1. Yoga:

The practice of yoga helps strengthen the nervous system and better cope with stress. Asanas like the corpse pose or savasana help relax the body. Yoga involves meditation along with physical exercise. Some types of yoga such as Kundalini blend movement with deep breathing as well as mantras. It can improve physical strength and reduce physical pain.

2. Vipassana:

Under vipassana, you are required to intensely concentrate with the objective of transforming eventually. It encourages you to contemplate aspects of human existence such as dissatisfaction, suffering and emptiness.

3. Chakra:

Chakra meditation uses a technique that tries to balance and align the different chakras or centres of energy in the body. Imbalance in the chakras makes you uncomfortable physically and mentally.

4. Qigong:

Qigong meditation is a Chinese practice that allows you to harness your bodily energy by allowing energy meridians to be more fluid and open. This helps the body function properly and heal when energy is sent inwards, and help another person when it is sent outwards.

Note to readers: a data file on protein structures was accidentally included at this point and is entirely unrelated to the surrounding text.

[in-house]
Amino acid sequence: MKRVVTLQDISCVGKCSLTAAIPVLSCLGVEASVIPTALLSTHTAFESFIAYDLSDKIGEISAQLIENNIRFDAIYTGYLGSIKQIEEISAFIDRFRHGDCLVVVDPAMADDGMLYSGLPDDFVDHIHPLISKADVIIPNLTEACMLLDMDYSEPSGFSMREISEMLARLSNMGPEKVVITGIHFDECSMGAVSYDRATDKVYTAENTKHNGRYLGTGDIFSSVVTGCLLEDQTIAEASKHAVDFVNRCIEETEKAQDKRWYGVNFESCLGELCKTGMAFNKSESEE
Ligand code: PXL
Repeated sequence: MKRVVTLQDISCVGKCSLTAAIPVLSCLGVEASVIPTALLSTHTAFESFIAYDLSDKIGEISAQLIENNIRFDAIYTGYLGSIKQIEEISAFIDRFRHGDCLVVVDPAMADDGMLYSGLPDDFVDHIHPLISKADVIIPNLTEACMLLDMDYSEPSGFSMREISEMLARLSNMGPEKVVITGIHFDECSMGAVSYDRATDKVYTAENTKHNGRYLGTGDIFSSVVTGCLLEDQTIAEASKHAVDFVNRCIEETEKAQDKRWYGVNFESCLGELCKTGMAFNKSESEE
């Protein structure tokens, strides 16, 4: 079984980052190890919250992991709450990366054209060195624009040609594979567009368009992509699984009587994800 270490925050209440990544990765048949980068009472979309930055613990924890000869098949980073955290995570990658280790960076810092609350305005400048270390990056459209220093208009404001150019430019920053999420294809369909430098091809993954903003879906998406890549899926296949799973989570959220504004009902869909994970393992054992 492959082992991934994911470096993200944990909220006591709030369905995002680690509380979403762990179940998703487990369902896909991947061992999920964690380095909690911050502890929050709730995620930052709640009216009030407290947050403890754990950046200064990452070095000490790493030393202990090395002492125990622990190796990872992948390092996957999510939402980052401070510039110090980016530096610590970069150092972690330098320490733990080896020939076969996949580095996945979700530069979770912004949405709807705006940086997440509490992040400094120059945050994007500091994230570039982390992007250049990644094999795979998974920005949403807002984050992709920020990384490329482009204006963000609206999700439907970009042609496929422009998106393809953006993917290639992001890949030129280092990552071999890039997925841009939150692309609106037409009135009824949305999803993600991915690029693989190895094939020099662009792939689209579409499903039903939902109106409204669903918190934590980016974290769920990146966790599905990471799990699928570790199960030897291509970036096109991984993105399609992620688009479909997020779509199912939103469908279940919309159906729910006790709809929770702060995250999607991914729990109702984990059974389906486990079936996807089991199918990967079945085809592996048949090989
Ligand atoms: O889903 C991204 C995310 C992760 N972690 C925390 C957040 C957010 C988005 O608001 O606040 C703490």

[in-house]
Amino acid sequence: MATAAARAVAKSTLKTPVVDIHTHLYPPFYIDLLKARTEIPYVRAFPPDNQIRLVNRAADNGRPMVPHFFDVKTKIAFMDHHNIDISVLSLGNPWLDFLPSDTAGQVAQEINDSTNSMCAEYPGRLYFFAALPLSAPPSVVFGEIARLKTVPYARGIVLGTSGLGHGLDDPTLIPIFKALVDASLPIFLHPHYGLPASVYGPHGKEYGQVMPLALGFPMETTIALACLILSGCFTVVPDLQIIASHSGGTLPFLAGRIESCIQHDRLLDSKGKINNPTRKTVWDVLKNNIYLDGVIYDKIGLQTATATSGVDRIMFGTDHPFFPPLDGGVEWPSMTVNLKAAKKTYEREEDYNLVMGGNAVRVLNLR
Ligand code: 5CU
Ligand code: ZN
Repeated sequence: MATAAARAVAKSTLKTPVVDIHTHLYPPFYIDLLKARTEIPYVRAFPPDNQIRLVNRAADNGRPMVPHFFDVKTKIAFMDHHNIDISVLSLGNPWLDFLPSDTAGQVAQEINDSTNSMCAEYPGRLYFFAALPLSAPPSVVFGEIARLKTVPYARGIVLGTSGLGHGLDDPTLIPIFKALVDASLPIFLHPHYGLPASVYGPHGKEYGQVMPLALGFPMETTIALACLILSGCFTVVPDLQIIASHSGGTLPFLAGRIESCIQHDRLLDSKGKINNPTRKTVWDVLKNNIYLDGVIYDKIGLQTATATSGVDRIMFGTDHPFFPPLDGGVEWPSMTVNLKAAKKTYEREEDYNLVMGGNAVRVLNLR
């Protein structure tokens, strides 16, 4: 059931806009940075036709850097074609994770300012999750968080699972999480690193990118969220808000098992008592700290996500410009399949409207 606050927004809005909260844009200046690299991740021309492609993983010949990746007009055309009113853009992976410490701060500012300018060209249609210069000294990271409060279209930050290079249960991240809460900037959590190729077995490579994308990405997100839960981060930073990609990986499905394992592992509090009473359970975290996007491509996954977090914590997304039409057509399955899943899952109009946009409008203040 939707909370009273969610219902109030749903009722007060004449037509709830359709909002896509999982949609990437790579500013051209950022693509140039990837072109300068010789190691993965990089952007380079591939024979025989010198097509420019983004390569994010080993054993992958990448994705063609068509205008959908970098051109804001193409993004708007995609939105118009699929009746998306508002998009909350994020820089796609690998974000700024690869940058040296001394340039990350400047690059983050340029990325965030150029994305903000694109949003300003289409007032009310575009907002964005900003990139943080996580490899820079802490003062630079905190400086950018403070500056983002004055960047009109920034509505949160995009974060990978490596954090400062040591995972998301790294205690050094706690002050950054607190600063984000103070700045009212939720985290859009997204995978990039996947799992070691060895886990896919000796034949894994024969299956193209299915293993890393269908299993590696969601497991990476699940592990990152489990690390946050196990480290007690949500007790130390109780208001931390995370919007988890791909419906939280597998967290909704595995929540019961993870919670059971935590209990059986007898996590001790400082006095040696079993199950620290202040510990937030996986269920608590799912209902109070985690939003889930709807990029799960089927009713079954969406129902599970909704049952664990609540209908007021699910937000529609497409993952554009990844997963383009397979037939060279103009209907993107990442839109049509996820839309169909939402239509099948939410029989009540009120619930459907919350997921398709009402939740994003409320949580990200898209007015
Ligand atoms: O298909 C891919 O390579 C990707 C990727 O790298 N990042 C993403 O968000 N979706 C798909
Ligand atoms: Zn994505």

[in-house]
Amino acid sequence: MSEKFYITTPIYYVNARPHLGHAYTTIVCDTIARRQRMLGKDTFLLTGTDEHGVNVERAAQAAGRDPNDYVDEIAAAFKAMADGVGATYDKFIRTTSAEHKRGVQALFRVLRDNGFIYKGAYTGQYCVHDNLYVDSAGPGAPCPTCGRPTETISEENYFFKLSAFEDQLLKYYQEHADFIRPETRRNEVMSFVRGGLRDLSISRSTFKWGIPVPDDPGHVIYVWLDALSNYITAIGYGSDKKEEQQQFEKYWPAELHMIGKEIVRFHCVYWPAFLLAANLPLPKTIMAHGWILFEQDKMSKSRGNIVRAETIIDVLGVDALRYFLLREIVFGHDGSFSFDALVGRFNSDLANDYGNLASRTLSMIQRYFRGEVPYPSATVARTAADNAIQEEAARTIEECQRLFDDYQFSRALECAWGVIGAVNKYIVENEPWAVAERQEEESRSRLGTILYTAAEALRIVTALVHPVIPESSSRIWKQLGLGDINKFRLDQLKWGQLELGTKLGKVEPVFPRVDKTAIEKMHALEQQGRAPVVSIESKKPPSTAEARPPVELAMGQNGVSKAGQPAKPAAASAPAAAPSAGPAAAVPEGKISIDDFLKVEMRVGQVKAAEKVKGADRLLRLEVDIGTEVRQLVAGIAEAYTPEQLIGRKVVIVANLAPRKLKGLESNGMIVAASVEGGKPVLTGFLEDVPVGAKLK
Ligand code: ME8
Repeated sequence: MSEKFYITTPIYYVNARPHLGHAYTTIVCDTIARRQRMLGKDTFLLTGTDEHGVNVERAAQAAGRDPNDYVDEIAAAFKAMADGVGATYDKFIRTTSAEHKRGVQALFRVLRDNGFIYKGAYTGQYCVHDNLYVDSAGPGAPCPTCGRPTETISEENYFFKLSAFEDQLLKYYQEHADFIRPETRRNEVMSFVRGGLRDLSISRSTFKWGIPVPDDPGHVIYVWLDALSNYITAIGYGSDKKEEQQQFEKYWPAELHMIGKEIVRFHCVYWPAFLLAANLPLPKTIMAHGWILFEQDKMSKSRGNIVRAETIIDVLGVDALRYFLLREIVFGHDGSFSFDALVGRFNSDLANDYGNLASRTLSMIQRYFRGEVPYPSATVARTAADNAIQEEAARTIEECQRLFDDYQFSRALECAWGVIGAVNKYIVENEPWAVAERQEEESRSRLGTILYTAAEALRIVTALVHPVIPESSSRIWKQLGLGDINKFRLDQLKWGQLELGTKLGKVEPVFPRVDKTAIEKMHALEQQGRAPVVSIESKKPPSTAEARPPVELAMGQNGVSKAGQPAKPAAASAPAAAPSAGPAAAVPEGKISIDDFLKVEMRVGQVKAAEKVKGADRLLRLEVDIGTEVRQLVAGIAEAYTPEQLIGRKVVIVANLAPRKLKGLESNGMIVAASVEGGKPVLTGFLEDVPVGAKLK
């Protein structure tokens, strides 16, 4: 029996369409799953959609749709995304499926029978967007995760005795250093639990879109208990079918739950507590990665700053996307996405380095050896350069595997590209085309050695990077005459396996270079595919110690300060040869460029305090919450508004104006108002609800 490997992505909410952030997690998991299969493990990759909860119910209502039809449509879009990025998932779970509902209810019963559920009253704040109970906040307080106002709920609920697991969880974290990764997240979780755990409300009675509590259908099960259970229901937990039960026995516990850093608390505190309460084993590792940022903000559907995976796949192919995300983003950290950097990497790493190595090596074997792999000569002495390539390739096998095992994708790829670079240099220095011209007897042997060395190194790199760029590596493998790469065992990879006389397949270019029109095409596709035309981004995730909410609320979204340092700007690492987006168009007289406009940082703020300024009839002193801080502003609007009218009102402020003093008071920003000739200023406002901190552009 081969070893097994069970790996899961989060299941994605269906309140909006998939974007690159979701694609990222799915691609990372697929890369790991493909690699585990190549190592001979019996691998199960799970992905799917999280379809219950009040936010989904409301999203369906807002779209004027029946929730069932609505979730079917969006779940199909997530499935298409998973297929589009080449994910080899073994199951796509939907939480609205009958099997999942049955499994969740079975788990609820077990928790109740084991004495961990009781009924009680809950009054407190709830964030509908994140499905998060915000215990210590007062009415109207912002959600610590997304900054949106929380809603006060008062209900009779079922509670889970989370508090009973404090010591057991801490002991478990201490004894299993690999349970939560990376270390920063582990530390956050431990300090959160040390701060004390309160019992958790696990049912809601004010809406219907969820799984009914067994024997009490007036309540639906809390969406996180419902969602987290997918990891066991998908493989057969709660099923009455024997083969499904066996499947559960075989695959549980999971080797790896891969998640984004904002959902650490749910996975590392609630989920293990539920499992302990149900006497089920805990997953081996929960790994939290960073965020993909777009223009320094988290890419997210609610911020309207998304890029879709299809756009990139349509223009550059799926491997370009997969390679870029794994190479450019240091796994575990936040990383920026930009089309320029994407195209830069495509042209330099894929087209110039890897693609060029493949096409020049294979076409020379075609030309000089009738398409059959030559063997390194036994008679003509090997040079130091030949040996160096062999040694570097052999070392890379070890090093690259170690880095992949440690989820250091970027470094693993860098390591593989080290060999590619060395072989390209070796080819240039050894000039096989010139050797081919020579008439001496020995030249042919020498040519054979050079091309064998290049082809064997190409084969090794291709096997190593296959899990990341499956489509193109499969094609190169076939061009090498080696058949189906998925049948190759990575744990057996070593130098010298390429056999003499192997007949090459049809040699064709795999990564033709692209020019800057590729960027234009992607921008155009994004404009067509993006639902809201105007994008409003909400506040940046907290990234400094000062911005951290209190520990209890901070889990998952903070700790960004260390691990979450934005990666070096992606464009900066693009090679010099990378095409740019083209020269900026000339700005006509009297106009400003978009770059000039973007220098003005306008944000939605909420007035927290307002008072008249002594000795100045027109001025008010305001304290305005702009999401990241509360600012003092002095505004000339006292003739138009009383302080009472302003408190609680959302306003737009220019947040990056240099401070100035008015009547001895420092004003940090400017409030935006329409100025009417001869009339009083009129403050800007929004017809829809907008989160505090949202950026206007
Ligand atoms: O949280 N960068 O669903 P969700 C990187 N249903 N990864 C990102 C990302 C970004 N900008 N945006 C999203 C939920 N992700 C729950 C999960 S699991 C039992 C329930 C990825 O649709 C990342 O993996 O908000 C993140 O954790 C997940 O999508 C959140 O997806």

5. Zen:

Another type of Buddhist meditation, Zen requires a person to sit upright and follow their breath as it goes in and out of the belly. The practitioner just lets their mind create a sense of alertness.

Benefits of Meditation

Meditation has a variety of benefits for the physical and mental health of an individual. It helps lower your blood pressure and reduce anxiety. It also reduces anxiety, decreases pain, improves sleep and reduces symptoms of depression.

Building Your Meditation Skills

Building your meditation skills, like building any other skills, requires patience, perseverance and practice. Meditation is highly process-oriented and requires you to focus on the moment instead of the results. In order to truly hone your skills, it is important that you enjoy the process. Not being able to master meditation can cause frustration and anger, but it is important that you keep at it and persevere.

Conclusion

Meditation is a simple, sustainable practice that can help you get better health and be happier in life. A few minutes of meditation every day can help manage stress and anxiety. Although there are many kinds of meditation techniques, you can pick the right one or mix different methods.